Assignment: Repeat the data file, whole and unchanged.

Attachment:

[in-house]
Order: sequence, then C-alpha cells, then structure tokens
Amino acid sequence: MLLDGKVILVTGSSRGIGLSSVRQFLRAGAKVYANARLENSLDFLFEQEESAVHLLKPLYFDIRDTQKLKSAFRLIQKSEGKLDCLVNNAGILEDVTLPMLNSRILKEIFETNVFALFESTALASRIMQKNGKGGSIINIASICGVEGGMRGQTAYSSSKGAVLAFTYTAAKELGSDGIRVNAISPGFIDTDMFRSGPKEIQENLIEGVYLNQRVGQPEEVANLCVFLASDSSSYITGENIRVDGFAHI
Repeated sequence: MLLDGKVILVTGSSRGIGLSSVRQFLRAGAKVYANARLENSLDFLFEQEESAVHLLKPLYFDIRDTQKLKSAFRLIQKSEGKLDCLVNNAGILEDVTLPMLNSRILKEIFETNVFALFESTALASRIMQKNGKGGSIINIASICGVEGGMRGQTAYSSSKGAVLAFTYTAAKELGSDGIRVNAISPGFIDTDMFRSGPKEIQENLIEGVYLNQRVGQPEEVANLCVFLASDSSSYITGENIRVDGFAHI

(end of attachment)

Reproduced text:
[in-house]
Order: sequence, then C-alpha cells, then structure tokens
Amino acid sequence: MLLDGKVILVTGSSRGIGLSSVRQFLRAGAKVYANARLENSLDFLFEQEESAVHLLKPLYFDIRDTQKLKSAFRLIQKSEGKLDCLVNNAGILEDVTLPMLNSRILKEIFETNVFALFESTALASRIMQKNGKGGSIINIASICGVEGGMRGQTAYSSSKGAVLAFTYTAAKELGSDGIRVNAISPGFIDTDMFRSGPKEIQENLIEGVYLNQRVGQPEEVANLCVFLASDSSSYITGENIRVDGFAHI
Repeated sequence: MLLDGKVILVTGSSRGIGLSSVRQFLRAGAKVYANARLENSLDFLFEQEESAVHLLKPLYFDIRDTQKLKSAFRLIQKSEGKLDCLVNNAGILEDVTLPMLNSRILKEIFETNVFALFESTALASRIMQKNGKGGSIINIASICGVEGGMRGQTAYSSSKGAVLAFTYTAAKELGSDGIRVNAISPGFIDTDMFRSGPKEIQENLIEGVYLNQRVGQPEEVANLCVFLASDSSSYITGENIRVDGFAHI